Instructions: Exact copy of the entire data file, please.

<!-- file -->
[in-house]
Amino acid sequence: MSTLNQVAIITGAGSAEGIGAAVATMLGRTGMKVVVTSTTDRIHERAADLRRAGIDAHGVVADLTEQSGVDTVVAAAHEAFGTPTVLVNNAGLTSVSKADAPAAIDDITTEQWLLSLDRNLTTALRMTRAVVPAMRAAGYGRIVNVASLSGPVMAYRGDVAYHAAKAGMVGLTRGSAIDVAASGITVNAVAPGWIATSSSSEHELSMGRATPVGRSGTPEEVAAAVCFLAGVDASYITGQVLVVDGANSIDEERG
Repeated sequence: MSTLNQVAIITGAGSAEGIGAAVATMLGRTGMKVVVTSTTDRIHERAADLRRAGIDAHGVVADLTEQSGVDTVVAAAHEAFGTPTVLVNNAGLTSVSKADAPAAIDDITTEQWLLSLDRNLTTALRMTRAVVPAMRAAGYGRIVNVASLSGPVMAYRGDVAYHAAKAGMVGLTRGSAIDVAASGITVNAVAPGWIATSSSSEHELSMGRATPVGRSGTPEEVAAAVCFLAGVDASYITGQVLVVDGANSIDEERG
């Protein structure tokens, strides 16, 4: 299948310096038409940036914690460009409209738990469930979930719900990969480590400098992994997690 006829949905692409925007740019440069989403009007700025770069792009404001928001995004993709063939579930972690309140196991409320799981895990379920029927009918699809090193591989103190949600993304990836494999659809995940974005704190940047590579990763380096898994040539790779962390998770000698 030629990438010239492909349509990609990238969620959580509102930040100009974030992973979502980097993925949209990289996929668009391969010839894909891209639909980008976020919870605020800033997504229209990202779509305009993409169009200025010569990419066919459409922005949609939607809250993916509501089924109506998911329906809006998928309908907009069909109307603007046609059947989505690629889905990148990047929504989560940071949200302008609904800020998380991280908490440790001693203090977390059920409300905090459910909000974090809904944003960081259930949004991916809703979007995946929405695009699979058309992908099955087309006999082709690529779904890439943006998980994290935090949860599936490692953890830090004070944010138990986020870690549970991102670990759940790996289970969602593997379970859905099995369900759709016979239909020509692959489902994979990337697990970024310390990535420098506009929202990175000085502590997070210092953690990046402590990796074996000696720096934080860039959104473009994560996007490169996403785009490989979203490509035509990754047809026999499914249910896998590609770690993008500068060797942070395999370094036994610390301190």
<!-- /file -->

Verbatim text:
[in-house]
Amino acid sequence: MSTLNQVAIITGAGSAEGIGAAVATMLGRTGMKVVVTSTTDRIHERAADLRRAGIDAHGVVADLTEQSGVDTVVAAAHEAFGTPTVLVNNAGLTSVSKADAPAAIDDITTEQWLLSLDRNLTTALRMTRAVVPAMRAAGYGRIVNVASLSGPVMAYRGDVAYHAAKAGMVGLTRGSAIDVAASGITVNAVAPGWIATSSSSEHELSMGRATPVGRSGTPEEVAAAVCFLAGVDASYITGQVLVVDGANSIDEERG
Repeated sequence: MSTLNQVAIITGAGSAEGIGAAVATMLGRTGMKVVVTSTTDRIHERAADLRRAGIDAHGVVADLTEQSGVDTVVAAAHEAFGTPTVLVNNAGLTSVSKADAPAAIDDITTEQWLLSLDRNLTTALRMTRAVVPAMRAAGYGRIVNVASLSGPVMAYRGDVAYHAAKAGMVGLTRGSAIDVAASGITVNAVAPGWIATSSSSEHELSMGRATPVGRSGTPEEVAAAVCFLAGVDASYITGQVLVVDGANSIDEERG
């Protein structure tokens, strides 16, 4: 299948310096038409940036914690460009409209738990469930979930719900990969480590400098992994997690 006829949905692409925007740019440069989403009007700025770069792009404001928001995004993709063939579930972690309140196991409320799981895990379920029927009918699809090193591989103190949600993304990836494999659809995940974005704190940047590579990763380096898994040539790779962390998770000698 030629990438010239492909349509990609990238969620959580509102930040100009974030992973979502980097993925949209990289996929668009391969010839894909891209639909980008976020919870605020800033997504229209990202779509305009993409169009200025010569990419066919459409922005949609939607809250993916509501089924109506998911329906809006998928309908907009069909109307603007046609059947989505690629889905990148990047929504989560940071949200302008609904800020998380991280908490440790001693203090977390059920409300905090459910909000974090809904944003960081259930949004991916809703979007995946929405695009699979058309992908099955087309006999082709690529779904890439943006998980994290935090949860599936490692953890830090004070944010138990986020870690549970991102670990759940790996289970969602593997379970859905099995369900759709016979239909020509692959489902994979990337697990970024310390990535420098506009929202990175000085502590997070210092953690990046402590990796074996000696720096934080860039959104473009994560996007490169996403785009490989979203490509035509990754047809026999499914249910896998590609770690993008500068060797942070395999370094036994610390301190």